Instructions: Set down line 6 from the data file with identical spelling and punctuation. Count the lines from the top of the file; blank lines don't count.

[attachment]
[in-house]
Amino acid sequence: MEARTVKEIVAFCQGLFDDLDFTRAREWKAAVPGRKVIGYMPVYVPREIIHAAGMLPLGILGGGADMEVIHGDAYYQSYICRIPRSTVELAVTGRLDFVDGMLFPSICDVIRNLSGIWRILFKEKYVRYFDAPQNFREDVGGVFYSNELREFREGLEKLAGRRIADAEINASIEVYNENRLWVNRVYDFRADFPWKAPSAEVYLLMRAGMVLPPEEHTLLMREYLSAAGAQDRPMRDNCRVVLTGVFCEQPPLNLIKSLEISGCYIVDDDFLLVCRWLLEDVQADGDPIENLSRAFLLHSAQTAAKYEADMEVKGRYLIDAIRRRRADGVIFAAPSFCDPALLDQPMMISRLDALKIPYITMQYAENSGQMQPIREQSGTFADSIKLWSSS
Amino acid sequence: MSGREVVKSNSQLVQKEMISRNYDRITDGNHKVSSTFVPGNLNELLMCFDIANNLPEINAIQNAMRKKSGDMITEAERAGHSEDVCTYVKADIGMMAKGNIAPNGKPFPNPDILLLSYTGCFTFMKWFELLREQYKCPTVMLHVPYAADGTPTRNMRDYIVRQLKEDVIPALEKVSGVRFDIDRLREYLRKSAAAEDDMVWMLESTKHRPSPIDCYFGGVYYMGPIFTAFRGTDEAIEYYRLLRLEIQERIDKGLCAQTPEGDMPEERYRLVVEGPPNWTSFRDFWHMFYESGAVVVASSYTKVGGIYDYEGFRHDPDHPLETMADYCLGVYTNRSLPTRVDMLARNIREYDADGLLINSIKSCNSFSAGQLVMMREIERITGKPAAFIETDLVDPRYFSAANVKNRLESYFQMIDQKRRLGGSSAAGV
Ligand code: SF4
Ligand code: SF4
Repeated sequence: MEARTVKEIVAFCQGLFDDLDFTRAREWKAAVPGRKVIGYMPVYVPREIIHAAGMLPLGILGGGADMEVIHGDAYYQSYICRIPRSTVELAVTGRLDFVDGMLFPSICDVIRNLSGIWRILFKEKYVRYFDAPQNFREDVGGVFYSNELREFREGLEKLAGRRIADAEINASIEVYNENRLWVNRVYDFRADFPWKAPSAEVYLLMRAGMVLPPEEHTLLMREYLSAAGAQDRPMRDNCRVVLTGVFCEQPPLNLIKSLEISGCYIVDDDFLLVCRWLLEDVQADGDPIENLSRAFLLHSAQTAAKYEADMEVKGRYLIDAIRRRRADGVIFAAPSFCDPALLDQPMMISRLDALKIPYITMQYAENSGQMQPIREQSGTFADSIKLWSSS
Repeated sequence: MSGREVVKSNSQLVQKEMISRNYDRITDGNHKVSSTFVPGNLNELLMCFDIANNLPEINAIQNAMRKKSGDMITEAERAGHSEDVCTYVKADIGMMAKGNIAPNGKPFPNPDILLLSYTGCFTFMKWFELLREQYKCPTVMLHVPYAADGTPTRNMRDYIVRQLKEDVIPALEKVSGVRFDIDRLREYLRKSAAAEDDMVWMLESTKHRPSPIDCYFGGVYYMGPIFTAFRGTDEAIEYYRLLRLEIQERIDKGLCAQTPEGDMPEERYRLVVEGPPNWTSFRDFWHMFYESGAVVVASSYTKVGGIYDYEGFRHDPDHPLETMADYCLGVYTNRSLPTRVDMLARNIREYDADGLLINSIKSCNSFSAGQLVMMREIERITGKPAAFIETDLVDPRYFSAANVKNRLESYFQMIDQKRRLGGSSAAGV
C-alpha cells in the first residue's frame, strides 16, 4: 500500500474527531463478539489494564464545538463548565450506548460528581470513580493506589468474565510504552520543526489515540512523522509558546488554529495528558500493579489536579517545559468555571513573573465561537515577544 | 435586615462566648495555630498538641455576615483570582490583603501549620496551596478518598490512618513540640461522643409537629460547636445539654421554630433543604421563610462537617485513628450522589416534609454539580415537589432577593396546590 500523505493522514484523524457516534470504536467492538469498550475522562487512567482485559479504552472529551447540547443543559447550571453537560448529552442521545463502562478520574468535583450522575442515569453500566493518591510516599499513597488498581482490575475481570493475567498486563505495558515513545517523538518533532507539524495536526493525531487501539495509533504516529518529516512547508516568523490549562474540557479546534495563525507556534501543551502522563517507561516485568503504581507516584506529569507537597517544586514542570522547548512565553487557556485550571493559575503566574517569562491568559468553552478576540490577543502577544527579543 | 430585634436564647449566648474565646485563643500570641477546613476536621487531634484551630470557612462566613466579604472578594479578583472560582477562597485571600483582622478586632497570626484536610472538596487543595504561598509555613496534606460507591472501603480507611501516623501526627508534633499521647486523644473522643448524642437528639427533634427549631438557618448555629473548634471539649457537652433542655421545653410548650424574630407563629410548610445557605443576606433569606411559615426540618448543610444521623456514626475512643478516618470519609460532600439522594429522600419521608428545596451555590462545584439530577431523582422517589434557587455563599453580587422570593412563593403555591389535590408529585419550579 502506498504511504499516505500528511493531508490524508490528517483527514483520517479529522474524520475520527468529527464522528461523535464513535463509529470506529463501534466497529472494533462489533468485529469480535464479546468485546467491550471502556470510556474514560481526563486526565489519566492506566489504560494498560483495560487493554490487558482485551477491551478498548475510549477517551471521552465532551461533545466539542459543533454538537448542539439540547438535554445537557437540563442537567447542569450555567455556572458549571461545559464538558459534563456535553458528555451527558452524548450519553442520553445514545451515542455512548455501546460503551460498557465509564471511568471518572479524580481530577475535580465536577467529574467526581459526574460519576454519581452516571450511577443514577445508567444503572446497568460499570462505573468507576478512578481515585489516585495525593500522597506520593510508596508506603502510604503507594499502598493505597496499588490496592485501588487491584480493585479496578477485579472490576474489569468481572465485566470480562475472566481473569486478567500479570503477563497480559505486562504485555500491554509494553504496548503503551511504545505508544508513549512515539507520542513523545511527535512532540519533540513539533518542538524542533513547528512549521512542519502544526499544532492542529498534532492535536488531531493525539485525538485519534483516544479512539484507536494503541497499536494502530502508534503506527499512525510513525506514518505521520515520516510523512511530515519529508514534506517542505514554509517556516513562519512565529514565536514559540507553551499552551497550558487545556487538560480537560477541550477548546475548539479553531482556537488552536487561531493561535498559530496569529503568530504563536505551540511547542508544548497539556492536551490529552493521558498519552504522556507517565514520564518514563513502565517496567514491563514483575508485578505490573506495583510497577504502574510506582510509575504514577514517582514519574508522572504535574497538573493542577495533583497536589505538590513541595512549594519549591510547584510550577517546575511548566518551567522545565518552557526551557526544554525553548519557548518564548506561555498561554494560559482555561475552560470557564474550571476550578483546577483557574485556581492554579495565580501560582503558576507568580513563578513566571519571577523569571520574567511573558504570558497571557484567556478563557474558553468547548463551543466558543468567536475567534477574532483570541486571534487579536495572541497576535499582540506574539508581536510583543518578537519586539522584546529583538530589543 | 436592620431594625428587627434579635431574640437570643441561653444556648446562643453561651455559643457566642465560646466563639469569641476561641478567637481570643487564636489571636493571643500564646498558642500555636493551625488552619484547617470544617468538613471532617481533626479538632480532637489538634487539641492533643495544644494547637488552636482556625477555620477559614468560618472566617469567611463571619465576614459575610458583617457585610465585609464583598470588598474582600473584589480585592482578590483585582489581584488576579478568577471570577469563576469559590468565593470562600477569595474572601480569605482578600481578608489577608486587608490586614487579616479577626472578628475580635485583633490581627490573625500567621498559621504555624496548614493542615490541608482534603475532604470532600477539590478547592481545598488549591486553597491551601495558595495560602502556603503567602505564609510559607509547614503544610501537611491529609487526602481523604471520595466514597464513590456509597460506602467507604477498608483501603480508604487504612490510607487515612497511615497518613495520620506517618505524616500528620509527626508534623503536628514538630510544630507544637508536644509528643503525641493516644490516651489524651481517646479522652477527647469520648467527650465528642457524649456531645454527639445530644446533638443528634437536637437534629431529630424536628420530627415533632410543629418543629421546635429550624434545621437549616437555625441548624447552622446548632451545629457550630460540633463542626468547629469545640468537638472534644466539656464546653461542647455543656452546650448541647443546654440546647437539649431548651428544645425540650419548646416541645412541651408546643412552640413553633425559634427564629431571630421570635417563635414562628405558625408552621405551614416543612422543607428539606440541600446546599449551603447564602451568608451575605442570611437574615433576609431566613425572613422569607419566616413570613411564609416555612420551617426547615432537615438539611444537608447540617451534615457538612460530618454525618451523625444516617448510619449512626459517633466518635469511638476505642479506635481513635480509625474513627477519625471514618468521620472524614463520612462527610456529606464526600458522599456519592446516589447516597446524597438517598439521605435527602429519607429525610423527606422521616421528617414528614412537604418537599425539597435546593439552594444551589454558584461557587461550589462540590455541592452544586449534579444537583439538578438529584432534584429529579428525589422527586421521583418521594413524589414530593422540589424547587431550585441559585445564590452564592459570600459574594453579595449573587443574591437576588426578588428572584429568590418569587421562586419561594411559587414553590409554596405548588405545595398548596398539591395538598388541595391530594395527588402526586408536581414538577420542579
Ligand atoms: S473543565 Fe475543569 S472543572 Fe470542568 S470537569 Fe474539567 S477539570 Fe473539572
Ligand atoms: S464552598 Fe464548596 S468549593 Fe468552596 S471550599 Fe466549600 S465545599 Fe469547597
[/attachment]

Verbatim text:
Repeated sequence: MEARTVKEIVAFCQGLFDDLDFTRAREWKAAVPGRKVIGYMPVYVPREIIHAAGMLPLGILGGGADMEVIHGDAYYQSYICRIPRSTVELAVTGRLDFVDGMLFPSICDVIRNLSGIWRILFKEKYVRYFDAPQNFREDVGGVFYSNELREFREGLEKLAGRRIADAEINASIEVYNENRLWVNRVYDFRADFPWKAPSAEVYLLMRAGMVLPPEEHTLLMREYLSAAGAQDRPMRDNCRVVLTGVFCEQPPLNLIKSLEISGCYIVDDDFLLVCRWLLEDVQADGDPIENLSRAFLLHSAQTAAKYEADMEVKGRYLIDAIRRRRADGVIFAAPSFCDPALLDQPMMISRLDALKIPYITMQYAENSGQMQPIREQSGTFADSIKLWSSS